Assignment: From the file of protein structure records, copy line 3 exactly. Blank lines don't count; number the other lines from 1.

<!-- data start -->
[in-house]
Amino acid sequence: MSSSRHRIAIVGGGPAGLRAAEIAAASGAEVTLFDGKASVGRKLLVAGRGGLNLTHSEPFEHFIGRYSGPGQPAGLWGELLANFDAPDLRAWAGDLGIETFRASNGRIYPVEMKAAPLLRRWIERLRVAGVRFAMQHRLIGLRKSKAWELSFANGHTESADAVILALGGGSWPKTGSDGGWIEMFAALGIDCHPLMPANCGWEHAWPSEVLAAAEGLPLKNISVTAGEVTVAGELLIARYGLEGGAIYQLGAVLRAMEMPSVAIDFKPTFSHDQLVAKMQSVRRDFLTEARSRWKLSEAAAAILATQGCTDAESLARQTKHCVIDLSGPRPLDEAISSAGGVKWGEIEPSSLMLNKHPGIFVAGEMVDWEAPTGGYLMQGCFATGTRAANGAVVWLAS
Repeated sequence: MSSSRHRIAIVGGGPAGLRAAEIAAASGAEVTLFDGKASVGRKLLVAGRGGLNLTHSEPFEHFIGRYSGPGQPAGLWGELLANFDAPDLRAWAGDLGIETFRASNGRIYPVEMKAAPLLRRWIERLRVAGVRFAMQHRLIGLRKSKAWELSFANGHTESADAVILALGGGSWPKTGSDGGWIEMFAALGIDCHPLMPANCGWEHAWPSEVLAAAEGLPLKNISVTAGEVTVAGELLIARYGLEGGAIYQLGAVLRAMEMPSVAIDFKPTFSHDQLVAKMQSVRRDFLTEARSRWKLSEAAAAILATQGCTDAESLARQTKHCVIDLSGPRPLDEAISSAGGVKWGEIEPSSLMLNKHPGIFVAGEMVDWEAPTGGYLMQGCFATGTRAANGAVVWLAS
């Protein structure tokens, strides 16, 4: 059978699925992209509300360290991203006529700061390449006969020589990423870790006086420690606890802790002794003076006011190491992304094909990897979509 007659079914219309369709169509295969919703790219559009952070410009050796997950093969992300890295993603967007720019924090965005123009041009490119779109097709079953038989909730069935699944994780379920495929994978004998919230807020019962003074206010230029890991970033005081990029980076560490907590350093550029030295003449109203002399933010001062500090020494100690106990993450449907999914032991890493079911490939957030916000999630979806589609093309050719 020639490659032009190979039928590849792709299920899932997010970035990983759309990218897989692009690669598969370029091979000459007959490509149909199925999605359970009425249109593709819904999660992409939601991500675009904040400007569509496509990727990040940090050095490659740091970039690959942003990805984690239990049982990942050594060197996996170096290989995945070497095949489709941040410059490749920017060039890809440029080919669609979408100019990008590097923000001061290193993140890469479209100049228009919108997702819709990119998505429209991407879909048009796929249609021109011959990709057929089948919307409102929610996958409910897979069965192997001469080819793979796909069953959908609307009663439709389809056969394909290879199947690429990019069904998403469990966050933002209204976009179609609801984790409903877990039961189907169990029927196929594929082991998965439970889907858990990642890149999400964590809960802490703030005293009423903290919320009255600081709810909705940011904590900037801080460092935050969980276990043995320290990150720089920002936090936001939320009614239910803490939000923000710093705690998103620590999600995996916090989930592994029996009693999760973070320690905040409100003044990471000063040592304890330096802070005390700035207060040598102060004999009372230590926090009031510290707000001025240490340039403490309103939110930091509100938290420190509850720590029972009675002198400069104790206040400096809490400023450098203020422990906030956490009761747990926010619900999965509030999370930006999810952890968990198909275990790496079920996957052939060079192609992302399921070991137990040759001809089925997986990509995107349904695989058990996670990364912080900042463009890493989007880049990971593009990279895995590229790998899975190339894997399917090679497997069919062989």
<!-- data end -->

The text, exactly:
Repeated sequence: MSSSRHRIAIVGGGPAGLRAAEIAAASGAEVTLFDGKASVGRKLLVAGRGGLNLTHSEPFEHFIGRYSGPGQPAGLWGELLANFDAPDLRAWAGDLGIETFRASNGRIYPVEMKAAPLLRRWIERLRVAGVRFAMQHRLIGLRKSKAWELSFANGHTESADAVILALGGGSWPKTGSDGGWIEMFAALGIDCHPLMPANCGWEHAWPSEVLAAAEGLPLKNISVTAGEVTVAGELLIARYGLEGGAIYQLGAVLRAMEMPSVAIDFKPTFSHDQLVAKMQSVRRDFLTEARSRWKLSEAAAAILATQGCTDAESLARQTKHCVIDLSGPRPLDEAISSAGGVKWGEIEPSSLMLNKHPGIFVAGEMVDWEAPTGGYLMQGCFATGTRAANGAVVWLAS